Of course, a player's civilization doesn't exist by itself in the world. In addition to other civilizations, Civilization V introduces City-States. These minor civilizations cannot achieve victory by themselves, but they can offer some impressive rewards to those civilizations that win their favor. This can be accomplished by gifting money, completing requests for aid or exploration, or even eliminating rival City-States. Each City-State maintains a favor rating for the civilization, and at its highest level a City-State will create an alliance, gifting the civilization with resources and units. Of course, more aggressive players can simply wipe out those pesky upstarts and take the cities for their own.
Those aggressive civilizations will need some armies to accomplish their goals, however. Here is where some of the biggest changes have occurred in the Civilization franchise. Players are now much more limited in the number of units they can field at any given time. Not only do units take much longer to train, many of the more powerful units now require much-limited Strategic Resources in order to build. No longer does a single iron deposit or oil field allow players unlimited building of swordsmen and tanks--each Strategic Resource point now only gives a few of these vital resources. Players wanting to field a vast array of units must control multiple Strategic Resource locations, a feat with is difficult at best.
In addition to their limited numbers, units are also limited in where they can be located. Only one military unit can reside in a single hex, cities included. I am quite happy to see this, as my least-favorite aspect of previous Civilization titles were the "Stacks of Death" that wandered the countryside. Now players must think much more tactically in their movement and deployment. Again, Civilization V feels much more like a boardgame to me than previous titles, and I can feel myself moving the pieces around the board to their greatest effect.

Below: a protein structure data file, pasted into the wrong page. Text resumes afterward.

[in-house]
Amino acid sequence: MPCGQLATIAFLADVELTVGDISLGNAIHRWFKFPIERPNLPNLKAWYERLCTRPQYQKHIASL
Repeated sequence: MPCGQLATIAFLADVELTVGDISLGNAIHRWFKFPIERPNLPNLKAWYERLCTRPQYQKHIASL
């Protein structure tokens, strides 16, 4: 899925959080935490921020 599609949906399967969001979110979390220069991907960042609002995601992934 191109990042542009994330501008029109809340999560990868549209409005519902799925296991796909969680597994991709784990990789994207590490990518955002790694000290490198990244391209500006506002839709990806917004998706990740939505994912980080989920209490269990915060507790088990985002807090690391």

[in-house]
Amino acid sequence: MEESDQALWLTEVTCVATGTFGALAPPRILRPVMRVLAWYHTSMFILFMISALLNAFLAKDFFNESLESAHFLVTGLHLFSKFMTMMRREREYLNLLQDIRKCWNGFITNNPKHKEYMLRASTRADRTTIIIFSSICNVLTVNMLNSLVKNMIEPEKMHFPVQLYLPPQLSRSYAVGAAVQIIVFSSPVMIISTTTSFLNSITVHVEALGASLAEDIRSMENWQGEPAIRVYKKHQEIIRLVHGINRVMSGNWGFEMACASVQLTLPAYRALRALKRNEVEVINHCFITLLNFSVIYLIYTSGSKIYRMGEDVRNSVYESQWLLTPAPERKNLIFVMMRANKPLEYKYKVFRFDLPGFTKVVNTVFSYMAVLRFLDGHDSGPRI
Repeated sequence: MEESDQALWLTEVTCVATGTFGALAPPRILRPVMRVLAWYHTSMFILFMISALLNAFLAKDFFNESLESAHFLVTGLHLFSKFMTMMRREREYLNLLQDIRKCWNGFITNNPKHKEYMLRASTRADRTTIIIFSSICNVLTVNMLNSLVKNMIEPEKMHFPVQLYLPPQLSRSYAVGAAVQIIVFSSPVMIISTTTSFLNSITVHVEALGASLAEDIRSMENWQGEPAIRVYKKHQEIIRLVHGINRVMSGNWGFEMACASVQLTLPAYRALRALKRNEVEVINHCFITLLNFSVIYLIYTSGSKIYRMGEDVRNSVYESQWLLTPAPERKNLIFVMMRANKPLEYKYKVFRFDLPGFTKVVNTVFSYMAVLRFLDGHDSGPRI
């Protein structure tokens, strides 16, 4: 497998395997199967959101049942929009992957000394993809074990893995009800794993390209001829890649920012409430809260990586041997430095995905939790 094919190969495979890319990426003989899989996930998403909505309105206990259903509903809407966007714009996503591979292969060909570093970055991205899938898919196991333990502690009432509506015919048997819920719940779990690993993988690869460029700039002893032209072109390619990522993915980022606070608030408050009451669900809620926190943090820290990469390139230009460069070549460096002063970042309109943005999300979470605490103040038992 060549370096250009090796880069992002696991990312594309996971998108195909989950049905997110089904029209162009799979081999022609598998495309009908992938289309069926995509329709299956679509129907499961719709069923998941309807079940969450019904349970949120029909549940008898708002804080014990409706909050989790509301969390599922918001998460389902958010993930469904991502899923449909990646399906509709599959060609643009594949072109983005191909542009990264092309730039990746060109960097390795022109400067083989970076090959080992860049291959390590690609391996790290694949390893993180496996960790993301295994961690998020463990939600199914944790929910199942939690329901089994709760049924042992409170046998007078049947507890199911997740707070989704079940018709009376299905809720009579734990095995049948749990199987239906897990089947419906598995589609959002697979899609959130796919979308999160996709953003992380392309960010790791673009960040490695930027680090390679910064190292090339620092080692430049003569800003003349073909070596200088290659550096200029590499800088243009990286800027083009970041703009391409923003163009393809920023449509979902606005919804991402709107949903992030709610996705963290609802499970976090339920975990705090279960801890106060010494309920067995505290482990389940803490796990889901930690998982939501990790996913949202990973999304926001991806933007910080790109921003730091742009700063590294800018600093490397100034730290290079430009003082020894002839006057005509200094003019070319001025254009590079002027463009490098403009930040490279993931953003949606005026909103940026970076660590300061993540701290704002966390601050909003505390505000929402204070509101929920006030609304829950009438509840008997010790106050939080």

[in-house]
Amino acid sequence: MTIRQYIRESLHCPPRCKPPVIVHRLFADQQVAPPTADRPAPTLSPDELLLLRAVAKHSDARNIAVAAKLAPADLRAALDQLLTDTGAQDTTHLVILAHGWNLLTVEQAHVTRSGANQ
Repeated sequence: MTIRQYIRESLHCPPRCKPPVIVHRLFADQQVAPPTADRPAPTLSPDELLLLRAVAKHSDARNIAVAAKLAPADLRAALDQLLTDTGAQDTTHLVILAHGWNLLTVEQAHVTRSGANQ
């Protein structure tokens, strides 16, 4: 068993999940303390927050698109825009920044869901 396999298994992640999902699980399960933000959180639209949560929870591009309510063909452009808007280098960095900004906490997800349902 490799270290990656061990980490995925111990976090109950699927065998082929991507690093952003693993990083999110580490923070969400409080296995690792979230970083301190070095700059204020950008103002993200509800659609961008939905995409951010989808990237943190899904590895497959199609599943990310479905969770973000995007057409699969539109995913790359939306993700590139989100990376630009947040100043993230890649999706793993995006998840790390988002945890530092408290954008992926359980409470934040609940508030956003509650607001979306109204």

Given the limited amount of units available, each is now much more resilient than before. With a large pool of hit points, units can take several rounds of combat before falling. Ranged units also get quite a facelift--all ranged units can now attack up to several hexes away. Now, attacking an enemy city is much more rewarding than before, with my armies displayed across the fields of battle, each positioned carefully for best combat efficiency.
The cities are much more durable this time around, as well. Cities now have a defense rating, depending on size, population, and buildings, and they can hold their own in combat even without a garrisoned unit. Cities can also bombard enemy units, weakening forces before they even reach the walls. Even with these defenses, however, a city cannot withstand a siege for terribly long, and so friendly forces will need to be stationed nearby for quick defense.
For those planning a conquest route, that victory path has also been updated. Now players merely have to ensure that no other civilization is in control of its originally-founded city (while maintaining control of their own). This is not as easy as it sounds, of course, but it makes for a quicker victory type than hunting down each and every last unit on the map.
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